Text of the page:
Lies, sex, and accusations of corruption – no election year is complete without them. And while the 2020 election has proven to be one of the most contentious in recent history, contention is nothing new in the world of politics. From the political match-up of Jefferson v. Adams to this year’s Biden v. Trump, mud has always been slung, accusations have always been made and many Americans have found themselves uncertain of a future under new leadership.
As the pandemic stretches into months instead of the weeks initially expected, many workers continue to work from home. Some jobs lend themselves more easily to this than others. At Atlanta Financial, we continue to work remotely and meet with clients virtually. We are all looking forward to the day when we can get back into the office and see our colleagues and clients again. Nothing can replace face-to-face interactions whether it’s in the break room with fellow team members or in meetings with clients. But, as with many things, there are some silver linings and as it turns out, remote work does have some advantages. A recent study in fact showed that more than half of employees would prefer to continue working remotely, even after the pandemic is over.1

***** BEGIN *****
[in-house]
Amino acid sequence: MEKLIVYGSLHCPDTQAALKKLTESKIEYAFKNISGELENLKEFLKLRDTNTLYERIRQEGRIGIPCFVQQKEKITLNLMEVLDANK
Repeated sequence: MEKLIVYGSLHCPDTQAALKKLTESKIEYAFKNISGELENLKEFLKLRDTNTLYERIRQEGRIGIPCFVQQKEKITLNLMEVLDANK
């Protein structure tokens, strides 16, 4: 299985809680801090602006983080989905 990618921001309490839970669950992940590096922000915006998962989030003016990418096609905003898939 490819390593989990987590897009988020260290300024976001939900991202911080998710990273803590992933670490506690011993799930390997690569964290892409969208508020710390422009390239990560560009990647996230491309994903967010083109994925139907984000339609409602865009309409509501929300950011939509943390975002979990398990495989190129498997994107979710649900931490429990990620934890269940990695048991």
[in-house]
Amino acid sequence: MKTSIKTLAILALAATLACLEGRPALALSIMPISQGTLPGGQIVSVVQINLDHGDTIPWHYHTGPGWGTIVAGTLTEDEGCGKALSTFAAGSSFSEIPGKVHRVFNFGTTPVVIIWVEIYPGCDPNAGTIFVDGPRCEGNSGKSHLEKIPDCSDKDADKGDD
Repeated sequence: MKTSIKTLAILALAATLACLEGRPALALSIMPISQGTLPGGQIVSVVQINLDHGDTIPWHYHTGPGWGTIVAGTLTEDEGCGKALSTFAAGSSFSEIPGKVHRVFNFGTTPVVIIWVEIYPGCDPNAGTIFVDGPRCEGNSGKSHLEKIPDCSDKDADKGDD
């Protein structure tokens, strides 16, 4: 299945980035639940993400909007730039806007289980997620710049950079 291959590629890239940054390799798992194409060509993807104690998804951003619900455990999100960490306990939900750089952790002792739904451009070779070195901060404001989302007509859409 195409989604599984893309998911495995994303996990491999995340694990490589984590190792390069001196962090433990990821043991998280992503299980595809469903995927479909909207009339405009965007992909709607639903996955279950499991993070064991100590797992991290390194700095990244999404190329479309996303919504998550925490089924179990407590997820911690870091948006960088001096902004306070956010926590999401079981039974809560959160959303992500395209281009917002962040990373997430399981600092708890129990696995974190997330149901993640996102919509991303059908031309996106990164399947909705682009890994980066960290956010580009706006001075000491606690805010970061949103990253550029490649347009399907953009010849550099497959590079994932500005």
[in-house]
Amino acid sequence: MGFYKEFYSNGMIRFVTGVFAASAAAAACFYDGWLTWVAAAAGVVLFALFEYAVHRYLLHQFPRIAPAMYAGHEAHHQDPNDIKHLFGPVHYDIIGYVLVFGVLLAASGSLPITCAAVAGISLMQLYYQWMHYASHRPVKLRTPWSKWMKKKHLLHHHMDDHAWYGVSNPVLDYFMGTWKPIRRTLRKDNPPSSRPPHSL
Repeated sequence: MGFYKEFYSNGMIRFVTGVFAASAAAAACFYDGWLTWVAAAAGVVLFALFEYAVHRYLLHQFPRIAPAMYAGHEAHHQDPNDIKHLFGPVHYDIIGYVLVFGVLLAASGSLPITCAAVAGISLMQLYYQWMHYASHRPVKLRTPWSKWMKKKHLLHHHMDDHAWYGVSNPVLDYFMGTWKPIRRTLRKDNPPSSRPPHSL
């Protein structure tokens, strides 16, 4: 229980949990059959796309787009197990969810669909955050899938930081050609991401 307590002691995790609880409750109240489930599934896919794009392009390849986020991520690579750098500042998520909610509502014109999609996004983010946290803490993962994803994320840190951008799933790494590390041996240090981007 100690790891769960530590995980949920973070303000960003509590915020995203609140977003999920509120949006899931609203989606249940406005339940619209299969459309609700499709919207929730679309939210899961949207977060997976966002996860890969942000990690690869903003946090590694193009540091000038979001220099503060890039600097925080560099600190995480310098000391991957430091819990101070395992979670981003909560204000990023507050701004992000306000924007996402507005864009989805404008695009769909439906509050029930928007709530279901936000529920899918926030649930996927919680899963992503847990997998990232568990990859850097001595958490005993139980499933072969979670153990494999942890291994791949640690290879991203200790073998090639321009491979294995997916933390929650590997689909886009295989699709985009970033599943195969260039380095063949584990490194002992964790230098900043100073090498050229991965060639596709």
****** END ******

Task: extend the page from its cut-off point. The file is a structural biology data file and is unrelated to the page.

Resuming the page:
The COVID-19 pandemic hit hard in early 2020, and it continues to remain prevalent as we near the end of the year. Whether you’ve just recently retired, or it’s coming up in the next few years, it’s likely the virus has brought about some financial uncertainty regarding your readiness for retirement. Before making any sudden changes, it’s important to remain rational and avoid these five big retirement mistakes.
Most of us have either filed or are wrapping up our 2019 tax filing by this point. A common question we receive is what will happen to taxes after the election? Government spending has increased (especially in response to COVID-19 packages) and an increase in revenues will be needed. Of course, finding consensus on where to increase taxes will not be likely. At Atlanta Financial Associates, we pay much attention to proposed changes and right now that is all they are, possibilities. Often, leaders float ideas to see what gains traction. A couple of the proposals being ‘floated’ right now include…